“And paradoxically, when we define soldiers as bigger than life, it makes it easier for us to point fingers if something goes wrong. They’re trained. They should know better. It can’t possibly be our fault.

    It is our fault. It’s always our fault. War is a choice. But the more we blunt our perception of the people we send to do this work, the easier it is for us to abdicate responsibility for how serious the decision really is.”

    And very often, they *do* know better, but the choice to go to war isn’t theirs. It’s made by the politicians running the government they serve, who *don’t* know better, and send men and women out to die without listening to the advice of those they send as to whether it’s the best way to deal with the problem, and if it is, whether the orders they are given are the best ones. (We are likely lucky if the ones giving the orders even comprehend what the problem really is.)

    Sometimes there is no other way to deal with the problem, and fighting occurs.

    I’ve been reading SF for *many* years, and have read a fair bit of military SF. The stuff I prefer does exactly what you want done, for the reasons you want it, and the protagonists are people, not one dimensional caricatures. In the best of them, even the bad guys are honorable people, fighting for their polity, and just happen to be on the wrong side. You admire them, even while hoping they lose.

    There’s a reason why senior officers from opposite sides have become friends after hostilities are concluded in real wars through history. No on else could really understand what they’d been through or why they did it.

    Thanks for the articulate post as an antidote to unthinking dismissal of the genre.

    And out of curiosity, what sort of code did you write before turning to writing prose? (Long time IT guy here…)

    1. Hi Dennis,

      First, thanks for reading the article. I’m glad it seemed to say what I wanted it to say – I have a lot of thoughts on the genre, and it’s not always easy to hit the right notes when I have a word count limit!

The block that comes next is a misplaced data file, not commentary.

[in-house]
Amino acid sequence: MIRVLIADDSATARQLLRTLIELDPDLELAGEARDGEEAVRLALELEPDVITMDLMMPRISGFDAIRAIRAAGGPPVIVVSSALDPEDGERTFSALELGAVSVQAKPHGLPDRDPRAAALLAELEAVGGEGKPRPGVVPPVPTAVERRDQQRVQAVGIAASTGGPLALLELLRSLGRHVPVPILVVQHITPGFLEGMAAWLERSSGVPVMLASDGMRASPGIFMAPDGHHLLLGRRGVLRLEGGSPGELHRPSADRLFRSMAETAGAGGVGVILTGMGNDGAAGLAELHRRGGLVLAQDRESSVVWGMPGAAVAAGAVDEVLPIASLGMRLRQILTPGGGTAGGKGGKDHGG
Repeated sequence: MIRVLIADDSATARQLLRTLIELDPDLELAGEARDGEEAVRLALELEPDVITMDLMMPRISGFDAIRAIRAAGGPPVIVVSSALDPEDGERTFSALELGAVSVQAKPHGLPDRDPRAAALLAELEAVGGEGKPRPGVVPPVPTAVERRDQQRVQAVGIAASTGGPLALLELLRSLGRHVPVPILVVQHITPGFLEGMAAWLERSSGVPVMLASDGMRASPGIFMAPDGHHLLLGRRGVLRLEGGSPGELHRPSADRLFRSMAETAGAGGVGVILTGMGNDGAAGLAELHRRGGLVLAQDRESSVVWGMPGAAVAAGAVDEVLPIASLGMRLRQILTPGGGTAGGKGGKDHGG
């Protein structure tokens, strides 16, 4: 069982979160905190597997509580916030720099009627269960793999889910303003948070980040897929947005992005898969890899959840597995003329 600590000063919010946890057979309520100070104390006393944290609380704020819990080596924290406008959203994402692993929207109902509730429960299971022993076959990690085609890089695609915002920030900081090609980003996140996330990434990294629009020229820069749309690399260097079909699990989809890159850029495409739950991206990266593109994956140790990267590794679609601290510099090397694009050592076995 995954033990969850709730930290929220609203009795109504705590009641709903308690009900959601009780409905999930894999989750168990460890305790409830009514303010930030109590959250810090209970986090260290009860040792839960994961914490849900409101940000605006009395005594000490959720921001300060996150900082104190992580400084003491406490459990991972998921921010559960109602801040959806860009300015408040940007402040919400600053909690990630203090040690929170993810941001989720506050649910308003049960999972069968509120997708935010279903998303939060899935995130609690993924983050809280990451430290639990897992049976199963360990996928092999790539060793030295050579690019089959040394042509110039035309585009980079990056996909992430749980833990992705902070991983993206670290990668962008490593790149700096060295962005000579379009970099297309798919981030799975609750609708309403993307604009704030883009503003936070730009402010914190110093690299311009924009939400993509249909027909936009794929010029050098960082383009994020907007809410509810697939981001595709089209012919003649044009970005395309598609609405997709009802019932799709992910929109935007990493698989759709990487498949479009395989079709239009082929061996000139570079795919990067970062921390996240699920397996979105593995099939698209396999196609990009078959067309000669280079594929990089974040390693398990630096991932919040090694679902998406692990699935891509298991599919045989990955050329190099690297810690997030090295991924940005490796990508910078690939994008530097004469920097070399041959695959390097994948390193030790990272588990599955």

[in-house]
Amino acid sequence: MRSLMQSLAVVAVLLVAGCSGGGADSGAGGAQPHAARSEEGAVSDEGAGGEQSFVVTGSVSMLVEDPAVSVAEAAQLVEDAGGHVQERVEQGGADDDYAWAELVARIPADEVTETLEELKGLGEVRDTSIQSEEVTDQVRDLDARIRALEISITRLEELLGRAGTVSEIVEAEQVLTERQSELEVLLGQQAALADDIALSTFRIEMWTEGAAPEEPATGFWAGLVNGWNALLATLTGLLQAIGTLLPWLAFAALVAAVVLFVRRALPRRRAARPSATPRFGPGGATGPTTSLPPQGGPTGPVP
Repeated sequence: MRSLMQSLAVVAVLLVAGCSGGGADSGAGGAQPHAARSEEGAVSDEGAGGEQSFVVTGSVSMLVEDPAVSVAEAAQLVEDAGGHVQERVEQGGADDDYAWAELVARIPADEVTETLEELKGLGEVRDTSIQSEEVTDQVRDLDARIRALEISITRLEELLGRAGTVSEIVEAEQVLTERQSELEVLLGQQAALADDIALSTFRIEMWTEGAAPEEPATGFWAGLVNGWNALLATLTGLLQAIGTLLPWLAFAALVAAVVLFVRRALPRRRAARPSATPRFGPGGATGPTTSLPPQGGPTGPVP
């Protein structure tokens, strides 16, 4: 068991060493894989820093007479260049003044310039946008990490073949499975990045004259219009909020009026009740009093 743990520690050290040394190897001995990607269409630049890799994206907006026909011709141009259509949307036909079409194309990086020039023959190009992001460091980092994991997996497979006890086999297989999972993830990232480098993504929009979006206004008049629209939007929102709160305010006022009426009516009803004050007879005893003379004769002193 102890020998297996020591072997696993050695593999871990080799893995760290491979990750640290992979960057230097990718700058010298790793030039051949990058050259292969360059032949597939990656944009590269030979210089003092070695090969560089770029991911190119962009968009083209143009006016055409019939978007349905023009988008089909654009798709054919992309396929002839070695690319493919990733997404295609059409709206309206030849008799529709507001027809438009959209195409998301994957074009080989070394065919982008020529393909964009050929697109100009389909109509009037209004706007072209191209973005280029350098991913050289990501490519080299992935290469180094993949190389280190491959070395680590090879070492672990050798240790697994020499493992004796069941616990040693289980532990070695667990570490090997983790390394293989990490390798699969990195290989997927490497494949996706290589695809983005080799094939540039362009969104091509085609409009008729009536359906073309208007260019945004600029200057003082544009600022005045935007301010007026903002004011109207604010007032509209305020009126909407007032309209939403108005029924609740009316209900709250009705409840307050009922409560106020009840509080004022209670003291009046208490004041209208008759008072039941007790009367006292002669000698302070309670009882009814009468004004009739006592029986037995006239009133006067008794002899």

I do think there’s a great deal of good milSF out there. There have been some good films recently as well. As is often the case, fiction does a better job of telling the truth than the news! As a larger culture, we still seem fairly blind to subtlety, and it’s frustrating. Military issues are complicated – everything from why we have a military to begin with, to (as you point out) choosing when fighting becomes necessary. And it’s not the sort of experience that most people have in their lives. It’s always too easy to caricature things we don’t know.

      I know less about my grandfathers’ careers than I’d like to, but from what I’ve read one of them was a bit of an arguer. 🙂 It’s not clear that all of his ideas were successful, but he was always thoughtful. I don’t believe for a minute that he was unique in that.

      Code-wise…how far back do you want me to go? 🙂 In college I wrote Pascal and TOPS-20 assembly language. The first stuff I got paid to write was DCL, and then (eventually) C. I went from there to Java, and then to front-end stuff. My last job was primarily Javascript, which I fondly think of as the rickety suspension bridge of languages. If I’m ever in need of a rush of adrenalin, I think about how much of the web runs on it. 🙂